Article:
In the last 10 years, the City has been able to add 329 affordable housing units, and it has adopted the Inclusionary Housing Ordinance, which requires a developer or certain multifamily housing projects to include affordable housing or to pay a fee in lieu of doing so. When adopted, City staff estimated that the ordinance may result in the development of several hundred affordable housing units.

Some of the things recommended by the Task Force are to create additional affordable rental units for older adults using the community land trust model; expand shared housing opportunities; expand opportunities for subsidized assisted living; and explore innovative approaches to expand affordable housing options.

“These build on existing efforts in the community,” said Ms. Cherco. “We also recognize that more is needed to slow the loss of affordable housing in Evanston and therefore the housing committee will continue to explore innovative approaches to expand affordable housing options and will make additional recommendations on their findings.

“Transportation gaps negatively” impact the lives of older residents directly and indirectly. For example, she said, the lack of transportation may make it difficult for older residents to get to medical appointments. She added that the lack of transportation may also make it difficult to participate in social and civic activities, which may increase social isolation, which is associated with poor health outcomes for older adults.

She said the Task Force recommended that the City define and design a comprehensive intra-City transportation network that connects to outside transportation networks. She said the City is taking an initial step to implement this recommendation. It has received a grant that will enable it to research and gain understanding about the routes and transportation services needed by older adults and persons with a disability.

The City also learned from the community survey that many respondents felt that drivers, cyclists, and pedestrians needed to show more respect for the rules of the road. The Task Force recommended that the City educate drivers, cyclists, and pedestrians on the rules of the road, and promote tolerance.  

The report says another common theme in the survey responses is that residents had difficulty in accessing information about healthcare, social services, and activities. The Task Force recommended that the City’s 311 system be expanded to provide this type of information for older adults, that as part of the redesign of the City’s website, it be made age-friendly; and that the City’s Public Access cable TV channel provide information and programming for older adults.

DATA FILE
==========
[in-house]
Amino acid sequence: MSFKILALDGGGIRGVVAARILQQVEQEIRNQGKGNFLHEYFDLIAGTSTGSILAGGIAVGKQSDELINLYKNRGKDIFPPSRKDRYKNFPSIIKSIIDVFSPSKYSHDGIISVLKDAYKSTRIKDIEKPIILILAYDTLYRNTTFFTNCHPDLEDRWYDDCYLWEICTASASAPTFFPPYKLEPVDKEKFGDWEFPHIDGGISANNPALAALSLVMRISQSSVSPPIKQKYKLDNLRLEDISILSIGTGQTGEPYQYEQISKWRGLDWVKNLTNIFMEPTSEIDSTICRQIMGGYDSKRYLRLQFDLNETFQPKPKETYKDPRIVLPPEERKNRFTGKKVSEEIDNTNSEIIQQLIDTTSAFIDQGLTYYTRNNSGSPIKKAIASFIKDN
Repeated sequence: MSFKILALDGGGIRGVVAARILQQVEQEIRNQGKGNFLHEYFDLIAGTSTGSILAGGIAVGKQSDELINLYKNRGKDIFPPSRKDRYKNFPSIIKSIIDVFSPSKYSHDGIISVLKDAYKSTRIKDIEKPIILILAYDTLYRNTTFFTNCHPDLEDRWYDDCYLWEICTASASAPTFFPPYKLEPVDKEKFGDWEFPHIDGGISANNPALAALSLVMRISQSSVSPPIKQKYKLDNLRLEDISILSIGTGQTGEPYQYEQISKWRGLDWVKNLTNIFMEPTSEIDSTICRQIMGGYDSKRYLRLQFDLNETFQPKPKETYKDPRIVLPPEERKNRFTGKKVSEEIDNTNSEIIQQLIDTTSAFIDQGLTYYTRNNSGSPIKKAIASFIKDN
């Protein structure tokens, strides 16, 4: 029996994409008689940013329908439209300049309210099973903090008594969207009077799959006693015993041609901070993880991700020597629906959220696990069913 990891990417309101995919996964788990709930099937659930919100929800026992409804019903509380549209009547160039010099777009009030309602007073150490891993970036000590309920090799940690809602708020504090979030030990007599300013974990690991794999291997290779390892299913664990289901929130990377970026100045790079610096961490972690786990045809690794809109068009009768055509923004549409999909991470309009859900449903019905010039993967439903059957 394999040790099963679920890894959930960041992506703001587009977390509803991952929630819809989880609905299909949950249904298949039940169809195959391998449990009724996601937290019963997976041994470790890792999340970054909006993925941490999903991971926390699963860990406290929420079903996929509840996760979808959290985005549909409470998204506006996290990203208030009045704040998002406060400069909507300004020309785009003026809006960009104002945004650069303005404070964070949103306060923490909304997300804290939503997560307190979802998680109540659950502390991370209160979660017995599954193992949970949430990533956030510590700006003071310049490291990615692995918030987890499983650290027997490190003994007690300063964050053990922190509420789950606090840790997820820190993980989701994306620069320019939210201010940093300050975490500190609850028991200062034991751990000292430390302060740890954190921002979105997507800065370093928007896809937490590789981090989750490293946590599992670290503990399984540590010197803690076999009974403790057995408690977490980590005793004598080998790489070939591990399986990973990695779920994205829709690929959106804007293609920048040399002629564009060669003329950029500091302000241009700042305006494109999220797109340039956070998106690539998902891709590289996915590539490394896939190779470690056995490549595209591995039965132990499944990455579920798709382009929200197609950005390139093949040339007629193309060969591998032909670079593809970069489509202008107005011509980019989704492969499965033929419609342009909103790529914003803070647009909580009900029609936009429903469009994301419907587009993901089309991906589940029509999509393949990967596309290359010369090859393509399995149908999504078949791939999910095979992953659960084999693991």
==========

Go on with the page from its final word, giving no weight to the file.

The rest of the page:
The Task Force has also made recommendations concerning community support and health services, outdoor spaces and parks, and social and civic participation and employment.

As an example, members of the working group on outdoor spaces and buildings have evaluated the City’s 70 parks based on age-friendly criteria, and presented their findings to the City’s Department of Parks, Recreation, and Community Services. The Department has already acted on a number of the recommendations., said Ms. Cherco.

The Task Force also recommended that the City use an “age-friendly” lens in designing all projects and programs.

Next Steps

The Task Force will continue to meet to oversee the implementation of the plan during the next three years, said Ms. Cherco.

In addition, the City is assembling a Future-Oriented Task Force to identify and explore best practices and innovations that are being implemented in other communities and will make recommendations to the City’s Health and Human Services Committee. Helen Gagel, a member of the Task Force, said a big part of the visioning committee’s role is that it will determine what will work in Evanston, consistent with the community’s values.

“It’s quite a milestone today,” said Wally Bobkiewicz, City Manager. “We’re going to continue to be supportive of this initiative and to roll it into other initiatives underway to become the most livable community.”